I’m still not convinced — if it was true, countries like Japan and Singapore would be a nightmare, but they arn’t. Even within countries and with places with similar cultures, I don’t know any strong evidence of it — is New York a nightmare and Buffalo great? I don’t think so. Or if you’re just taking density into account and not overall population, then is NY worse than LA? I don’t think so either (NY has less crime). Even in Australia, is Ballarat better than Melbourne? or is Newcastle better than Sydney? I imagine at least for the crime statistics, the real answer to this should be easy to find out, although I’m not sure that there are great databases about this and mental health. There must be other things going on in big cities also — better access to services etc. so there are probably factors that occur that are both positive and negative for some things (e.g., stress).

dorinny
11 years ago

I could be completely wrong, and I certainly don’t have the empirical evidence to back up my thoughts, I did mention though, that it was just my opinion…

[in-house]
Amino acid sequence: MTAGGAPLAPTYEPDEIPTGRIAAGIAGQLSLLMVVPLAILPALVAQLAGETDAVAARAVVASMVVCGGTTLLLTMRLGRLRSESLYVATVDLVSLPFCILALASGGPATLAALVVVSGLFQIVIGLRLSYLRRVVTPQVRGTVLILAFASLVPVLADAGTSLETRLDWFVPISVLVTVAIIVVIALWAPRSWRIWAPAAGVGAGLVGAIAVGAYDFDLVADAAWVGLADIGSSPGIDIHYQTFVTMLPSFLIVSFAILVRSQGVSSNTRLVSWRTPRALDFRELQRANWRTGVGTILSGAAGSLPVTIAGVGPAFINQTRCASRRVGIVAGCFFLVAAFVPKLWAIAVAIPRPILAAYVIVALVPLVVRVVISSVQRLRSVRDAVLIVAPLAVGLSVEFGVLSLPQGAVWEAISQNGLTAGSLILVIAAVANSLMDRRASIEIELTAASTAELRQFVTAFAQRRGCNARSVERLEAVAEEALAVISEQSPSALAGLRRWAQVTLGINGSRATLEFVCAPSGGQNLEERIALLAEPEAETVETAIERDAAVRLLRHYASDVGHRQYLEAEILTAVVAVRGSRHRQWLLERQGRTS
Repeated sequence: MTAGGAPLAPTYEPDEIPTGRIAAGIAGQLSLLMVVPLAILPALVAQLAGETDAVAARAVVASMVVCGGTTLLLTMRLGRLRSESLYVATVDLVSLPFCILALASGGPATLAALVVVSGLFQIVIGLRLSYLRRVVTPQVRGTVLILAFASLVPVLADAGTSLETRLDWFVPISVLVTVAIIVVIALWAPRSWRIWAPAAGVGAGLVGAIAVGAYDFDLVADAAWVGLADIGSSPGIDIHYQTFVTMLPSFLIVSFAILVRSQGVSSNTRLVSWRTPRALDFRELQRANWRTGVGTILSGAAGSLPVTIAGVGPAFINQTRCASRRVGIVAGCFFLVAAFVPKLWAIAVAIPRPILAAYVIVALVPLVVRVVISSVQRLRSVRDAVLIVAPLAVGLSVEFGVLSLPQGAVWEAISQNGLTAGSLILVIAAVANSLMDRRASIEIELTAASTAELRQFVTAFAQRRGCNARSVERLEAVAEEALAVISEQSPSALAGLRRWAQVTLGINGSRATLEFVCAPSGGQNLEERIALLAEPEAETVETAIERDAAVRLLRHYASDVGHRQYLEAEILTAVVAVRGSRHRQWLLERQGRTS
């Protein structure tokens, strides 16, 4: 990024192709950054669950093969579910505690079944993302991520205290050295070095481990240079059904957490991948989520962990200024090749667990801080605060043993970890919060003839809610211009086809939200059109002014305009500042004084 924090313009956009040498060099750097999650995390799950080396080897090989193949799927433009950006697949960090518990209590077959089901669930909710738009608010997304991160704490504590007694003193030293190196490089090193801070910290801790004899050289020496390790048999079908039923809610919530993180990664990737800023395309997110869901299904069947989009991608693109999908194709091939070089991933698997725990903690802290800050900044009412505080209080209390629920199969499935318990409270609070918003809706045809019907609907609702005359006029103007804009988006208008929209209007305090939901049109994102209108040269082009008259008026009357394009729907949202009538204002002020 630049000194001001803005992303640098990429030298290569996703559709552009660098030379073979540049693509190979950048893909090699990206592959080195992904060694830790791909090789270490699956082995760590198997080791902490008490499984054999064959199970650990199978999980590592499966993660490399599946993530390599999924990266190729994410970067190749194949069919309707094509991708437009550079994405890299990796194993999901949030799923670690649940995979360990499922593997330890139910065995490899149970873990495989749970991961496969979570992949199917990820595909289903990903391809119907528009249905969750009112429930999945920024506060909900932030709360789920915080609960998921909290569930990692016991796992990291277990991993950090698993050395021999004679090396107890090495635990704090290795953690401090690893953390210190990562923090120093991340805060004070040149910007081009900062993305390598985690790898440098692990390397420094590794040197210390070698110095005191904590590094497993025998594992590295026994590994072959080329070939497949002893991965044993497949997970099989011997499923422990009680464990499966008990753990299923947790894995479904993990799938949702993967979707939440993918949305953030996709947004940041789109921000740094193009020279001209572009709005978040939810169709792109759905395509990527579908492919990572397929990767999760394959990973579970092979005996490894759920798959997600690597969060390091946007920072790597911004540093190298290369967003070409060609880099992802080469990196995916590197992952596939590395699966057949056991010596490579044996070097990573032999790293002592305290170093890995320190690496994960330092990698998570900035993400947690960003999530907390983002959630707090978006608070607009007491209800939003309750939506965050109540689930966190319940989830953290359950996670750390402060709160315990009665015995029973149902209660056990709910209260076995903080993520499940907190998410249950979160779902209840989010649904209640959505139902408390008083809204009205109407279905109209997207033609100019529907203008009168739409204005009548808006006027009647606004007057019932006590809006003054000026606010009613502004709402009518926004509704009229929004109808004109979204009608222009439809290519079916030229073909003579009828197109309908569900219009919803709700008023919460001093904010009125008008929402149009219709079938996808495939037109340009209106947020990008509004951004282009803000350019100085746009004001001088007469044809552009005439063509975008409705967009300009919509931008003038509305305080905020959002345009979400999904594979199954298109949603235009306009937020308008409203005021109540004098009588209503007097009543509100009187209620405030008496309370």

However, just a quick google link came up with this paper (although I’m obviously not going to pay for the full article):

We examined the relationship between measures of mental health and residential locations with differing population densities in a large sample of New Zealand adolescents. There were no significant differences across residential locations in the prevalence of DSM-Ill disorders, poor social competence and level of help-seeking behaviours. However, adolescents from larger population centres reported more life event stresses. Those adolescents who experienced more frequent changes of residence were at risk for mental health problems.

This article actually doesnt have much to do with what I suggested, that growing populations in cities put a strain on public infrustructure and services – and actually, the more I think about it, the weaker this argument seems, so I accept that its a pretty poor statement..